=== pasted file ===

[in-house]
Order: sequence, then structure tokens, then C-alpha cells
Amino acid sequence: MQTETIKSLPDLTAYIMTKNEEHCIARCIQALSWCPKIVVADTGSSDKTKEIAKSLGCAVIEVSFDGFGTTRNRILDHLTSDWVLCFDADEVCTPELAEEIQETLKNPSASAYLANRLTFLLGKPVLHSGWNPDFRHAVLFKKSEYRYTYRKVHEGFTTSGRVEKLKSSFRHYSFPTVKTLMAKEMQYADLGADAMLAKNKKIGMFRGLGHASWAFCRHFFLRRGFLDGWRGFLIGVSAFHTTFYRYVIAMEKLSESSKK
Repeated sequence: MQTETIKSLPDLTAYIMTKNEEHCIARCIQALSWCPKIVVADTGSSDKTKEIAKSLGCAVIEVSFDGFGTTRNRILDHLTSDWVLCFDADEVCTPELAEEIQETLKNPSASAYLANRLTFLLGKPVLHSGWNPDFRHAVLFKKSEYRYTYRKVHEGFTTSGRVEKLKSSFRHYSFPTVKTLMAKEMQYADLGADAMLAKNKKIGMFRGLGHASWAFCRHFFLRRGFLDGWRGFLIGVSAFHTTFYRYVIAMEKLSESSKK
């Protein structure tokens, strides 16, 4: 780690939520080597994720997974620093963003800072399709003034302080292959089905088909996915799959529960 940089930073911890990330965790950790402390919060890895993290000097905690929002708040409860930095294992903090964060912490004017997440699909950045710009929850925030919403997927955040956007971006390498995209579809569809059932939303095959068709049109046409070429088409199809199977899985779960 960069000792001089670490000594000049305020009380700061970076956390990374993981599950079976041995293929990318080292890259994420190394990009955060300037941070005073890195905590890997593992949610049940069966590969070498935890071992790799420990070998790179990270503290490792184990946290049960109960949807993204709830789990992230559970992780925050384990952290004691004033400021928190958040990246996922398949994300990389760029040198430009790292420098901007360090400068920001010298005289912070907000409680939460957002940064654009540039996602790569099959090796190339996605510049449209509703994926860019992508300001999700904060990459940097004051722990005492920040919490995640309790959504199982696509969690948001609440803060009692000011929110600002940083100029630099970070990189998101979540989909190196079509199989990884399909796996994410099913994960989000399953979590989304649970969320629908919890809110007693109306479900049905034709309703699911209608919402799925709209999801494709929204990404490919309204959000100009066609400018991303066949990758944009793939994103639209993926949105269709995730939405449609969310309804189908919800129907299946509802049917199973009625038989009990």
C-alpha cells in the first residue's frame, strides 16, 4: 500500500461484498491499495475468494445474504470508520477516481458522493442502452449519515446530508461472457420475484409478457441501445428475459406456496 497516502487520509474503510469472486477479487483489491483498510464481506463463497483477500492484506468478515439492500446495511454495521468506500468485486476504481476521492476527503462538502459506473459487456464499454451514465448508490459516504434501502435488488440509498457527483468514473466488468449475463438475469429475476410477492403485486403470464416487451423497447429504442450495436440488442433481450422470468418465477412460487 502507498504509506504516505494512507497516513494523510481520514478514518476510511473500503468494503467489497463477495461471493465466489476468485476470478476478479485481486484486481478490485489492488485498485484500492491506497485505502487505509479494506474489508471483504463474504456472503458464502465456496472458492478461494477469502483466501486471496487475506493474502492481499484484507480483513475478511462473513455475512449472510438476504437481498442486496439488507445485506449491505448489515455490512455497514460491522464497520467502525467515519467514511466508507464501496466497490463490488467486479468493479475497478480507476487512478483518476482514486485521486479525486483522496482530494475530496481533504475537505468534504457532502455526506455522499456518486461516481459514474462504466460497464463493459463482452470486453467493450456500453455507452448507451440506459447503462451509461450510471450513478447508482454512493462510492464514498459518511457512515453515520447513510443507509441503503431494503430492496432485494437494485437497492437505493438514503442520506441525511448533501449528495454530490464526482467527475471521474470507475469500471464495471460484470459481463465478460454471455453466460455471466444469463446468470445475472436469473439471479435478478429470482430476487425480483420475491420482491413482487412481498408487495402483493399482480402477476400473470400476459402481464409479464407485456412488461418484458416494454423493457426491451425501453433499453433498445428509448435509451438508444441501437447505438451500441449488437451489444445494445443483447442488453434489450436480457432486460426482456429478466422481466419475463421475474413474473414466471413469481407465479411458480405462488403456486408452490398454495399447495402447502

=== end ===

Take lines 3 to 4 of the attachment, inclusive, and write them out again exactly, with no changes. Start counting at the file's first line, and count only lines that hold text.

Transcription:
Amino acid sequence: MQTETIKSLPDLTAYIMTKNEEHCIARCIQALSWCPKIVVADTGSSDKTKEIAKSLGCAVIEVSFDGFGTTRNRILDHLTSDWVLCFDADEVCTPELAEEIQETLKNPSASAYLANRLTFLLGKPVLHSGWNPDFRHAVLFKKSEYRYTYRKVHEGFTTSGRVEKLKSSFRHYSFPTVKTLMAKEMQYADLGADAMLAKNKKIGMFRGLGHASWAFCRHFFLRRGFLDGWRGFLIGVSAFHTTFYRYVIAMEKLSESSKK
Repeated sequence: MQTETIKSLPDLTAYIMTKNEEHCIARCIQALSWCPKIVVADTGSSDKTKEIAKSLGCAVIEVSFDGFGTTRNRILDHLTSDWVLCFDADEVCTPELAEEIQETLKNPSASAYLANRLTFLLGKPVLHSGWNPDFRHAVLFKKSEYRYTYRKVHEGFTTSGRVEKLKSSFRHYSFPTVKTLMAKEMQYADLGADAMLAKNKKIGMFRGLGHASWAFCRHFFLRRGFLDGWRGFLIGVSAFHTTFYRYVIAMEKLSESSKK